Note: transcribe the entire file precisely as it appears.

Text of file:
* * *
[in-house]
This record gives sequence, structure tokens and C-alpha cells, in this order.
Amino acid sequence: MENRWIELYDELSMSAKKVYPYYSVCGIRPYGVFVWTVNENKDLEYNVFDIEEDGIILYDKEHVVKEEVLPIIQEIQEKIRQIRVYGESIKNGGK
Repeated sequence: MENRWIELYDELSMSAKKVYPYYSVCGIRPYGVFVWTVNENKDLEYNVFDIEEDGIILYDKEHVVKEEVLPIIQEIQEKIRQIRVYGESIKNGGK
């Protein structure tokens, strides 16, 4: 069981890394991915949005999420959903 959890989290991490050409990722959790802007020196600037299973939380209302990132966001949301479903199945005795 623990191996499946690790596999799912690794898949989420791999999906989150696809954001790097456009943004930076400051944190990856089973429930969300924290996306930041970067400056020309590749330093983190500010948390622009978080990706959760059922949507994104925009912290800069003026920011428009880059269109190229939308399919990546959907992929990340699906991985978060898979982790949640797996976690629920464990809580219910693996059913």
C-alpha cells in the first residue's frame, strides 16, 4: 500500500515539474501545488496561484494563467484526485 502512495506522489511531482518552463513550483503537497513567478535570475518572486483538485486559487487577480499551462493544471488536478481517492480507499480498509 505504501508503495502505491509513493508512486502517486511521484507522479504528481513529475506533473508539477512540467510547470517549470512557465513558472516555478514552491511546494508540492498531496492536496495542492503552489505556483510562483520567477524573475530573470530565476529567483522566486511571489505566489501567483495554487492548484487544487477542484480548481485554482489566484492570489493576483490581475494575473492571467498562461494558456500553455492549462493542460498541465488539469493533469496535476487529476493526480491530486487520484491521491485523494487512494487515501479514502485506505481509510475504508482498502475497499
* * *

[in-house]
This record gives sequence, structure tokens and C-alpha cells, in this order.
Amino acid sequence: MENRWIELYDELSMSAKKVYPYYSVCGIRPYGVFVWTVNENKDLEYNVFDIEEDGIILYDKEHVVKEEVLPIIQEIQEKIRQIRVYGESIKNGGK
Repeated sequence: MENRWIELYDELSMSAKKVYPYYSVCGIRPYGVFVWTVNENKDLEYNVFDIEEDGIILYDKEHVVKEEVLPIIQEIQEKIRQIRVYGESIKNGGK
């Protein structure tokens, strides 16, 4: 069981890394991915949005999420959903 959890989290991490050409990722959790802007020196600037299973939380209302990132966001949301479903199945005795 623990191996499946690790596999799912690794898949989420791999999906989150696809954001790097456009943004930076400051944190990856089973429930969300924290996306930041970067400056020309590749330093983190500010948390622009978080990706959760059922949507994104925009912290800069003026920011428009880059269109190229939308399919990546959907992929990340699906991985978060898979982790949640797996976690629920464990809580219910693996059913």
C-alpha cells in the first residue's frame, strides 16, 4: 500500500515539474501545488496561484494563467484526485 502512495506522489511531482518552463513550483503537497513567478535570475518572486483538485486559487487577480499551462493544471488536478481517492480507499480498509 505504501508503495502505491509513493508512486502517486511521484507522479504528481513529475506533473508539477512540467510547470517549470512557465513558472516555478514552491511546494508540492498531496492536496495542492503552489505556483510562483520567477524573475530573470530565476529567483522566486511571489505566489501567483495554487492548484487544487477542484480548481485554482489566484492570489493576483490581475494575473492571467498562461494558456500553455492549462493542460498541465488539469493533469496535476487529476493526480491530486487520484491521491485523494487512494487515501479514502485506505481509510475504508482498502475497499